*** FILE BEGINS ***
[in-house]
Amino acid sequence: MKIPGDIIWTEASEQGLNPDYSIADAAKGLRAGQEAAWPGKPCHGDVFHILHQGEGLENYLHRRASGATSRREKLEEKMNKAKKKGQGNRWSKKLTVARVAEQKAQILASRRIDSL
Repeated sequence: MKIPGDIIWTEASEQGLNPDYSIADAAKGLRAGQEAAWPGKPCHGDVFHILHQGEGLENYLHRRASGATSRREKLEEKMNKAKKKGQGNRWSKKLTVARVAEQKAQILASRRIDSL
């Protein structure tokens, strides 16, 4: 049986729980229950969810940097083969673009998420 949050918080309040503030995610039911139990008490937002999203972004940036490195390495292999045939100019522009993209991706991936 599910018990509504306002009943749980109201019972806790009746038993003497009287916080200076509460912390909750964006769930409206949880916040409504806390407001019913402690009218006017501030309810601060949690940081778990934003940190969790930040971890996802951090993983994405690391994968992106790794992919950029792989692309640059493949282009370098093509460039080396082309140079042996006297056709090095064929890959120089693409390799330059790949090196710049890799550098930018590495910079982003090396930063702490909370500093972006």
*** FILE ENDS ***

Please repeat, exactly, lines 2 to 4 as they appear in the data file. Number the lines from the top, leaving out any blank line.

Amino acid sequence: MKIPGDIIWTEASEQGLNPDYSIADAAKGLRAGQEAAWPGKPCHGDVFHILHQGEGLENYLHRRASGATSRREKLEEKMNKAKKKGQGNRWSKKLTVARVAEQKAQILASRRIDSL
Repeated sequence: MKIPGDIIWTEASEQGLNPDYSIADAAKGLRAGQEAAWPGKPCHGDVFHILHQGEGLENYLHRRASGATSRREKLEEKMNKAKKKGQGNRWSKKLTVARVAEQKAQILASRRIDSL
């Protein structure tokens, strides 16, 4: 049986729980229950969810940097083969673009998420 949050918080309040503030995610039911139990008490937002999203972004940036490195390495292999045939100019522009993209991706991936 599910018990509504306002009943749980109201019972806790009746038993003497009287916080200076509460912390909750964006769930409206949880916040409504806390407001019913402690009218006017501030309810601060949690940081778990934003940190969790930040971890996802951090993983994405690391994968992106790794992919950029792989692309640059493949282009370098093509460039080396082309140079042996006297056709090095064929890959120089693409390799330059790949090196710049890799550098930018590495910079982003090396930063702490909370500093972006």